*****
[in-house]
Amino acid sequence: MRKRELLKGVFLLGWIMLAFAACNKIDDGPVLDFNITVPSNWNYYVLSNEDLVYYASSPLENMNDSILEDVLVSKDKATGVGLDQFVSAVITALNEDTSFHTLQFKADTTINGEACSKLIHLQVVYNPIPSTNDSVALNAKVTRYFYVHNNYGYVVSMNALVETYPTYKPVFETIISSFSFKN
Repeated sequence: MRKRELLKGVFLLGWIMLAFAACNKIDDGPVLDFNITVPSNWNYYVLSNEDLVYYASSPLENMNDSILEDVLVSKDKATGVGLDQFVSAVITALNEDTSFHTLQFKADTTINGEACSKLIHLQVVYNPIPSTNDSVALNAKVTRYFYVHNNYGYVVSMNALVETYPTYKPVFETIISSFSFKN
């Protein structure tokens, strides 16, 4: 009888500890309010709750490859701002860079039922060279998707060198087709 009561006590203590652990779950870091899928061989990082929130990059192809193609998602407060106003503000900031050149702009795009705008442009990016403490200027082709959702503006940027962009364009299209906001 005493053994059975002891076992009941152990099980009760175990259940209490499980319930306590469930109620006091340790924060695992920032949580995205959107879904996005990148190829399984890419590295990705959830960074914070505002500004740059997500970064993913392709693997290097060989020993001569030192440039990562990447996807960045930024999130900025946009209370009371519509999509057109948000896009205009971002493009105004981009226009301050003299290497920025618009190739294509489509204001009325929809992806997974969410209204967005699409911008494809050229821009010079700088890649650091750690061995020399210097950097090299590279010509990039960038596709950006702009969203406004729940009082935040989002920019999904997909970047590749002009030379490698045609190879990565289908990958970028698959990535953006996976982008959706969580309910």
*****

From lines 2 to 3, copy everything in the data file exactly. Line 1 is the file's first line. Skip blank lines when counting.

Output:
Amino acid sequence: MRKRELLKGVFLLGWIMLAFAACNKIDDGPVLDFNITVPSNWNYYVLSNEDLVYYASSPLENMNDSILEDVLVSKDKATGVGLDQFVSAVITALNEDTSFHTLQFKADTTINGEACSKLIHLQVVYNPIPSTNDSVALNAKVTRYFYVHNNYGYVVSMNALVETYPTYKPVFETIISSFSFKN
Repeated sequence: MRKRELLKGVFLLGWIMLAFAACNKIDDGPVLDFNITVPSNWNYYVLSNEDLVYYASSPLENMNDSILEDVLVSKDKATGVGLDQFVSAVITALNEDTSFHTLQFKADTTINGEACSKLIHLQVVYNPIPSTNDSVALNAKVTRYFYVHNNYGYVVSMNALVETYPTYKPVFETIISSFSFKN